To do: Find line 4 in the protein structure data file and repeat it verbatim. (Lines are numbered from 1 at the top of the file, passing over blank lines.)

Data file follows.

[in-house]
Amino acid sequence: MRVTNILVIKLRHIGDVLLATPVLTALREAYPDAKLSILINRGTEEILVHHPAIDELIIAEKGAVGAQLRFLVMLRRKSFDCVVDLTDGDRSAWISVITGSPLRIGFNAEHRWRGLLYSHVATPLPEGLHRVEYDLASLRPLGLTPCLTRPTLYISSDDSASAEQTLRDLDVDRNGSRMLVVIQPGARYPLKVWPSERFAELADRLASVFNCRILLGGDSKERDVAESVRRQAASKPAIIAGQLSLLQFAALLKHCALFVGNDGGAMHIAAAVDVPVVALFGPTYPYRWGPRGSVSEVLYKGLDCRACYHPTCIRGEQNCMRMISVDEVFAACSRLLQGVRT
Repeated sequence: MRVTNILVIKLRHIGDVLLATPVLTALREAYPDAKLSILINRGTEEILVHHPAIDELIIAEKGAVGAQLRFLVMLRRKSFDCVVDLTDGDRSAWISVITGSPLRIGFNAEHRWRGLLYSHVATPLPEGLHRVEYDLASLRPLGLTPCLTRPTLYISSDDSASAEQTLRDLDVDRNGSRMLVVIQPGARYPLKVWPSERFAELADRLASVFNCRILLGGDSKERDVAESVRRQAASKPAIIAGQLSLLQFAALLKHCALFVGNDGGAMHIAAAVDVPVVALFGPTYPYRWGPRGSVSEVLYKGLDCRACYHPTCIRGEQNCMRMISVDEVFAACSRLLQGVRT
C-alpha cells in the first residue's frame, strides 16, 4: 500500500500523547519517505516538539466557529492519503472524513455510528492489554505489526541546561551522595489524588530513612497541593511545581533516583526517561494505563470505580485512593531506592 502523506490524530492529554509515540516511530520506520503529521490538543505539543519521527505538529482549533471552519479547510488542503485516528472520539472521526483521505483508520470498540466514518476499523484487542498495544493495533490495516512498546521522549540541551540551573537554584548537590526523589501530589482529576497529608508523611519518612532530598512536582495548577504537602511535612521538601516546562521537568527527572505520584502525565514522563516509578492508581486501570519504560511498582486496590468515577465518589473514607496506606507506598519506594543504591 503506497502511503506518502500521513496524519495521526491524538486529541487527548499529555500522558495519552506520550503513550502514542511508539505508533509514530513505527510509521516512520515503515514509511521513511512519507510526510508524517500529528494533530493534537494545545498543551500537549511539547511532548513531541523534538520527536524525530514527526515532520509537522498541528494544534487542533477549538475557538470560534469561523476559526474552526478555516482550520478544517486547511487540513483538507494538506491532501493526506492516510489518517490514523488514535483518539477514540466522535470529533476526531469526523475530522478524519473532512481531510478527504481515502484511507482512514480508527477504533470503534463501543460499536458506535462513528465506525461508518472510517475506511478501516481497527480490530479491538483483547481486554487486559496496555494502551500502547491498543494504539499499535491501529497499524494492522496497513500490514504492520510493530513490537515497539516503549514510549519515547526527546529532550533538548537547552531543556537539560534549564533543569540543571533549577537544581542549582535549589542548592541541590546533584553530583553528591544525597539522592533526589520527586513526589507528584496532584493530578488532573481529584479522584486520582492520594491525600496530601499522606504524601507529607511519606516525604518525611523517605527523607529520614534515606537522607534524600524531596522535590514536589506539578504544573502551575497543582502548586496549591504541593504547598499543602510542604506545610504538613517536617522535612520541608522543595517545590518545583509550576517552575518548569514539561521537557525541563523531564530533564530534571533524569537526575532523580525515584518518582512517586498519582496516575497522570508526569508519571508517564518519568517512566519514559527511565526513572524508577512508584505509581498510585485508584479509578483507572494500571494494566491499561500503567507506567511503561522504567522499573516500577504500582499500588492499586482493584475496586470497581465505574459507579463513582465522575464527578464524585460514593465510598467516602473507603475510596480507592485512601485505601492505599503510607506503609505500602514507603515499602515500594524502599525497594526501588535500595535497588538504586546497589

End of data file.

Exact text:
C-alpha cells in the first residue's frame, strides 16, 4: 500500500500523547519517505516538539466557529492519503472524513455510528492489554505489526541546561551522595489524588530513612497541593511545581533516583526517561494505563470505580485512593531506592 502523506490524530492529554509515540516511530520506520503529521490538543505539543519521527505538529482549533471552519479547510488542503485516528472520539472521526483521505483508520470498540466514518476499523484487542498495544493495533490495516512498546521522549540541551540551573537554584548537590526523589501530589482529576497529608508523611519518612532530598512536582495548577504537602511535612521538601516546562521537568527527572505520584502525565514522563516509578492508581486501570519504560511498582486496590468515577465518589473514607496506606507506598519506594543504591 503506497502511503506518502500521513496524519495521526491524538486529541487527548499529555500522558495519552506520550503513550502514542511508539505508533509514530513505527510509521516512520515503515514509511521513511512519507510526510508524517500529528494533530493534537494545545498543551500537549511539547511532548513531541523534538520527536524525530514527526515532520509537522498541528494544534487542533477549538475557538470560534469561523476559526474552526478555516482550520478544517486547511487540513483538507494538506491532501493526506492516510489518517490514523488514535483518539477514540466522535470529533476526531469526523475530522478524519473532512481531510478527504481515502484511507482512514480508527477504533470503534463501543460499536458506535462513528465506525461508518472510517475506511478501516481497527480490530479491538483483547481486554487486559496496555494502551500502547491498543494504539499499535491501529497499524494492522496497513500490514504492520510493530513490537515497539516503549514510549519515547526527546529532550533538548537547552531543556537539560534549564533543569540543571533549577537544581542549582535549589542548592541541590546533584553530583553528591544525597539522592533526589520527586513526589507528584496532584493530578488532573481529584479522584486520582492520594491525600496530601499522606504524601507529607511519606516525604518525611523517605527523607529520614534515606537522607534524600524531596522535590514536589506539578504544573502551575497543582502548586496549591504541593504547598499543602510542604506545610504538613517536617522535612520541608522543595517545590518545583509550576517552575518548569514539561521537557525541563523531564530533564530534571533524569537526575532523580525515584518518582512517586498519582496516575497522570508526569508519571508517564518519568517512566519514559527511565526513572524508577512508584505509581498510585485508584479509578483507572494500571494494566491499561500503567507506567511503561522504567522499573516500577504500582499500588492499586482493584475496586470497581465505574459507579463513582465522575464527578464524585460514593465510598467516602473507603475510596480507592485512601485505601492505599503510607506503609505500602514507603515499602515500594524502599525497594526501588535500595535497588538504586546497589